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Scores of clandestine appointments made by Chief Justice of High Court trashed

​​September,27,2015: Gujarat High Court has reportedly fired 89 employees, recruited “without using public advertisement” and without following any selection procedure. These employees, belonging to class-III and class-IV grade posts such as peons and clerks, were recruited by former Acting Chief Justice V.M. Sahai, using the power bestowed under Article 229 of the Constitution of India.

Registrar General B.N. Karia informed that the decision was taken by a Committee of five Judges.

Show-cause notices were earlier issued to a total of 94 employees, asking them to respond within 11 days. These were accepted by the Court. 5 employees were exempted as had been employed on compensatory grounds.

The notice had relied on a Supreme Court judgment and said, “even under the constitution, the power of appointment granted to the Chief Justice under Article 229 (1) is subject to Article 16 (1) which guarantees equality of opportunity for all citizens in matters relating to employment…”

The notice further stated, “the law can be summarized to the effect that powers under Article 229 (2) of the constitution can’t be exercised by the Chief Justice in an unfettered and arbitrary manner. Appointments should be made giving adherence to the provisions of Article 14 and 16 of the constitution and/or such rules as made by the legislative.”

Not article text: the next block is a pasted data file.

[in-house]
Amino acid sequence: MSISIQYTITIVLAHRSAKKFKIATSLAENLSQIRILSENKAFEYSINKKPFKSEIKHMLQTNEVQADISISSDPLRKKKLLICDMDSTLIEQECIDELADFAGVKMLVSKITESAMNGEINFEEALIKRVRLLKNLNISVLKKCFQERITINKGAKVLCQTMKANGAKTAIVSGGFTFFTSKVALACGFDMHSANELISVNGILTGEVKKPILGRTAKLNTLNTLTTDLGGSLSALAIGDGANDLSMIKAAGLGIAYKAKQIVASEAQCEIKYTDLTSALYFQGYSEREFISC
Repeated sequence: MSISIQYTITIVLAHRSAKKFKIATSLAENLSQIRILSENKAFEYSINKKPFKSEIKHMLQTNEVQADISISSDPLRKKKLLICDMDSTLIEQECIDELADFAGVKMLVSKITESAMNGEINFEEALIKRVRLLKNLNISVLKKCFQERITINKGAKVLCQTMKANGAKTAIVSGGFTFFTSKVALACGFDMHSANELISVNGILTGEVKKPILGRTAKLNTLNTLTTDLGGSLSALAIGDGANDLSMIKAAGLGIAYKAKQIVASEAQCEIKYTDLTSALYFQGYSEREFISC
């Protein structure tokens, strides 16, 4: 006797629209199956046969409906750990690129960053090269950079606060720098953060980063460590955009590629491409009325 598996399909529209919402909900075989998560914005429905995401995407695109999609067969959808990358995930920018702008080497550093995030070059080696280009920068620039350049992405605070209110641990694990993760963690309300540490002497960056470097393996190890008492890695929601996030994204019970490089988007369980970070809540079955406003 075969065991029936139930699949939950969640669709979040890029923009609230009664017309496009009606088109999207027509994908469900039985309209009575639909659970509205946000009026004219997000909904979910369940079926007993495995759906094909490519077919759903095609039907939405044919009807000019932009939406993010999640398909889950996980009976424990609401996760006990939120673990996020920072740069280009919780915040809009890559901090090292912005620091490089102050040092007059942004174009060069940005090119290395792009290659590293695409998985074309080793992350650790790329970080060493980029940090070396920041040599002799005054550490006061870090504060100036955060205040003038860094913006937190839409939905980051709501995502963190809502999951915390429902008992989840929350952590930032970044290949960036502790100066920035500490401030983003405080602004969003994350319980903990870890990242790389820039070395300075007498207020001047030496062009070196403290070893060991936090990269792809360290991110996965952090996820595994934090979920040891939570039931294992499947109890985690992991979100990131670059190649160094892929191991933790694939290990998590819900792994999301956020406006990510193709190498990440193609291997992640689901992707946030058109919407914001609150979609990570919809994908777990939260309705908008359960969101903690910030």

The irregularity in appointments was pointed out by Advocate General Kamal Trivedi in open Court. Justice Sahai had then remarked that he did not want to open up a “Pandora’s box”, referring to the several scams that have plagued the judiciary.

Acting Chief Justice of the Gujarat High Court Justice V M Sahai, who retired recently was given a “cold” farewell. Many of his colleagues and the Bar did not attend the high tea hosted by him at his residence. Justice Sahai had stirred a controversy when he had taken up a suo motu PIL, seeking replies from 27 Judges (both sitting and retired) of the Court, the state Revenue Department; and the Ahmedabad Municipal Corporation among other government agencies, regarding the 2008 allotment of residential plots to sitting and retired judges. This case was then referred to a larger bench, after framing 10 questions.

Supreme Court had then stayed this order, allowing deletion of the names of the Judges. It had further expressed its disapproval with the Gujarat High Court order and observed, “The high court was in mortal hurry. This should not have happened.” 

Refusing to talk about it, Justice Sahai said he had enjoyed his five-year term in the High Court. He said the atmosphere in the Gujarat High Court was much better than the Allahabad High Court, from where he had been transferred. “I liked Gujarat. I was a safer place for old people compared to Uttar Pradesh and Delhi,” he said. “A number of young lawyers had planned a farewell for Justice Sahai, which was cancelled following the PIL. We had sympathy for him and supported his move,” said a senior member of the Gujarat High Court Advocate Association. 


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